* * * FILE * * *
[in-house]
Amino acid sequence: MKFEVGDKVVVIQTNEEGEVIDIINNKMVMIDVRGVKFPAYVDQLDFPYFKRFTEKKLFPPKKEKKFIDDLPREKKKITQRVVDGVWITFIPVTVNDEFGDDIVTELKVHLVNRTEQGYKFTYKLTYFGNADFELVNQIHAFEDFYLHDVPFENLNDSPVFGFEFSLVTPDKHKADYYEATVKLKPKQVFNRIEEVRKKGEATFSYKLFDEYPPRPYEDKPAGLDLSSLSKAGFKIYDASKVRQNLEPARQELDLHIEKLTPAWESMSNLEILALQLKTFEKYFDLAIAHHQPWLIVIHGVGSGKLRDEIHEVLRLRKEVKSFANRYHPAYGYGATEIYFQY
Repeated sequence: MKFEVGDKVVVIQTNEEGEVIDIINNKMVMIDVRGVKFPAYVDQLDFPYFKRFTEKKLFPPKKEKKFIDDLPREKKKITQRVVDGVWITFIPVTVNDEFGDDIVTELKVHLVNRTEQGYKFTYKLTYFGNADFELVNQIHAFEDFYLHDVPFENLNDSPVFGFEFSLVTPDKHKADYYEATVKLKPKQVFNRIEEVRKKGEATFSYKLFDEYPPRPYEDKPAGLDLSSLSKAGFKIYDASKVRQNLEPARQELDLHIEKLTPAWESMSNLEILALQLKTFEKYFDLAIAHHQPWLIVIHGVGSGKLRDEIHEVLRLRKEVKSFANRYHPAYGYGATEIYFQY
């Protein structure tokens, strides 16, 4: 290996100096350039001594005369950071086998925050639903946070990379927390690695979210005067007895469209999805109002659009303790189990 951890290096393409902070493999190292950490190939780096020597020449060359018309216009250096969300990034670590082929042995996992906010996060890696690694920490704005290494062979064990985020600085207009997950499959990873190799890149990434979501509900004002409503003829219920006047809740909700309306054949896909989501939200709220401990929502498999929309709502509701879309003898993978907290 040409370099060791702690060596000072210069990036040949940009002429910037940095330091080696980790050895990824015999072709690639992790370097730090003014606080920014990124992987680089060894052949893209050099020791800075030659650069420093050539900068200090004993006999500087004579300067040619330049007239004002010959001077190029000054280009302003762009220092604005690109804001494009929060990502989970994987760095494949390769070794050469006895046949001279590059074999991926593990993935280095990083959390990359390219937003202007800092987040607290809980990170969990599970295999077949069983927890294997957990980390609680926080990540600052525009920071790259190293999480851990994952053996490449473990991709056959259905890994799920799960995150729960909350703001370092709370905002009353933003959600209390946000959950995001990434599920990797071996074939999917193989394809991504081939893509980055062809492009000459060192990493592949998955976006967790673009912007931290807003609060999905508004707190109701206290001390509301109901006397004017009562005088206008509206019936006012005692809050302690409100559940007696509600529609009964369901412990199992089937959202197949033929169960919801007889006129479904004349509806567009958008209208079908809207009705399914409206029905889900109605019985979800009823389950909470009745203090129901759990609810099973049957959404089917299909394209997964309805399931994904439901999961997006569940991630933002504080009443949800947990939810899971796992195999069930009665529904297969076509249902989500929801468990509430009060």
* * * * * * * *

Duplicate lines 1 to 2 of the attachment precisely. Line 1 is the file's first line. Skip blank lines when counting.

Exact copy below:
[in-house]
Amino acid sequence: MKFEVGDKVVVIQTNEEGEVIDIINNKMVMIDVRGVKFPAYVDQLDFPYFKRFTEKKLFPPKKEKKFIDDLPREKKKITQRVVDGVWITFIPVTVNDEFGDDIVTELKVHLVNRTEQGYKFTYKLTYFGNADFELVNQIHAFEDFYLHDVPFENLNDSPVFGFEFSLVTPDKHKADYYEATVKLKPKQVFNRIEEVRKKGEATFSYKLFDEYPPRPYEDKPAGLDLSSLSKAGFKIYDASKVRQNLEPARQELDLHIEKLTPAWESMSNLEILALQLKTFEKYFDLAIAHHQPWLIVIHGVGSGKLRDEIHEVLRLRKEVKSFANRYHPAYGYGATEIYFQY